Stock price distributions and news:evidence from index options
Steeley, James M.;
We estimate the shape of the distribution of stock prices using data from options on the underlying asset, and test whether this distribution is distorted in a systematic manner each time a particular news event occurs. In particular we look at the response of the FTSE1... View more
1.See alsoKing(1966). Applications ofthe Chen,Roll and Rosstwo-step procedure totheU.K. stock market include Beenstock and Chan (1988), Poon and Taylor (1991), Clare and Thomas (1994) and Cheng (1995). In addition, Priestley (1996), applies the one-step method of Burmeister and McElroy (1988).
2. Some recent studies in this area include, Graham et al (2003), Kim et al (2004) and Nikkinen and Sahlstrom (2004a,b).
4. See, for example, Hull and White (1987), Heston (1993), Duan (1995), and Heston and Nandi (1997).
5. Corrado and Su (1996) and Backus, Foresi, Li and Wu (1997) have, independently, suggested using Gram-Charlier expansions to price options under skewness and excess kurtosis.
6. Evidence that mixture distributions more generally may be able to explain the non-normality of returns can be found in Clark (1973), Tauchen and Pitts (1983), Lamoureux and Lastrapes (1993) and Richardson and Smith (1994).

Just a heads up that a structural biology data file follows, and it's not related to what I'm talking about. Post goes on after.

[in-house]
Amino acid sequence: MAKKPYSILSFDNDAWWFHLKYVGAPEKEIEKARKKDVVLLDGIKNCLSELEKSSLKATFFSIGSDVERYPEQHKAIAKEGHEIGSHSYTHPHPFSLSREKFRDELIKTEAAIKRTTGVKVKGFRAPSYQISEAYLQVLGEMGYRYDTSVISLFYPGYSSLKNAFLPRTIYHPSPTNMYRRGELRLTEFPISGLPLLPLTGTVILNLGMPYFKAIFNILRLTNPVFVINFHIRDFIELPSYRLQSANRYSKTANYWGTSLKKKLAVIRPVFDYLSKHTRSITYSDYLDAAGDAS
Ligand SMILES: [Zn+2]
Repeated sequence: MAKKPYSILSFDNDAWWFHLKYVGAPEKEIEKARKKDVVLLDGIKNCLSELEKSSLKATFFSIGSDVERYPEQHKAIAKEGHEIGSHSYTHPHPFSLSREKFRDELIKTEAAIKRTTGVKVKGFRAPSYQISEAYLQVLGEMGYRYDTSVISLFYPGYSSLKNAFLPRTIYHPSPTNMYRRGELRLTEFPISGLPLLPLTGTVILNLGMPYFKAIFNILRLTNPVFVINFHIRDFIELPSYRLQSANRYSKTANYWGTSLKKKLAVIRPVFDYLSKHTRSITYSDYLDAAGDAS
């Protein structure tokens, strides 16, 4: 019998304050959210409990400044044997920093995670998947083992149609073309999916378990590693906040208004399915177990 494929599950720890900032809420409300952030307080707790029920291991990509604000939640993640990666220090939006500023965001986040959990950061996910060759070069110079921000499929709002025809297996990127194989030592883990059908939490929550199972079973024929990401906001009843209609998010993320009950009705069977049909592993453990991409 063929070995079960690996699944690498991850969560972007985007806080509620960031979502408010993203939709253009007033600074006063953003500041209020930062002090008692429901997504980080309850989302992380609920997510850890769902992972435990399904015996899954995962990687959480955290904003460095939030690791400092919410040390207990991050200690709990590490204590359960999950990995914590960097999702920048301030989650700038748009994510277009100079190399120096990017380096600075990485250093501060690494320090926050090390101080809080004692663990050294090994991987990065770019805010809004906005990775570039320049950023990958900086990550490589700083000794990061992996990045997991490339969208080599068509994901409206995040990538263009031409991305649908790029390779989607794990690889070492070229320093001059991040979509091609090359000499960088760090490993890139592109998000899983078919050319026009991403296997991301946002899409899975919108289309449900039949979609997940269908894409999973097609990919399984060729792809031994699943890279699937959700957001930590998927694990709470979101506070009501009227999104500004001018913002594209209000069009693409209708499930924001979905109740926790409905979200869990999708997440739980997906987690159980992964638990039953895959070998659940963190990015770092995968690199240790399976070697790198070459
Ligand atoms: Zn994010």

7. For a survey of additional applications of this and other methods of estimating implied distributions from options, see Jackwerth (1999).
Acker, D., (2002) Implied Standard deviations and post-earnings announcement volatility, Journal of Business Finance and Accounting, 29, 429-456.
Backus, D., S. Foresi, K. Li, and L. Wu (1997) "Accounting for biases in Black-Scholes", working paper, NYU.
Bailey, W., (199) Money supply announcements and the ex ante volatility of asset prices, Journal of Money, Credit and Banking, 20, 611-620.
Beenstock M. and K. Chan (1988), "Economic forces in the London stock market", Oxford Bulletin of Economics and Statistics, 50, 27-39.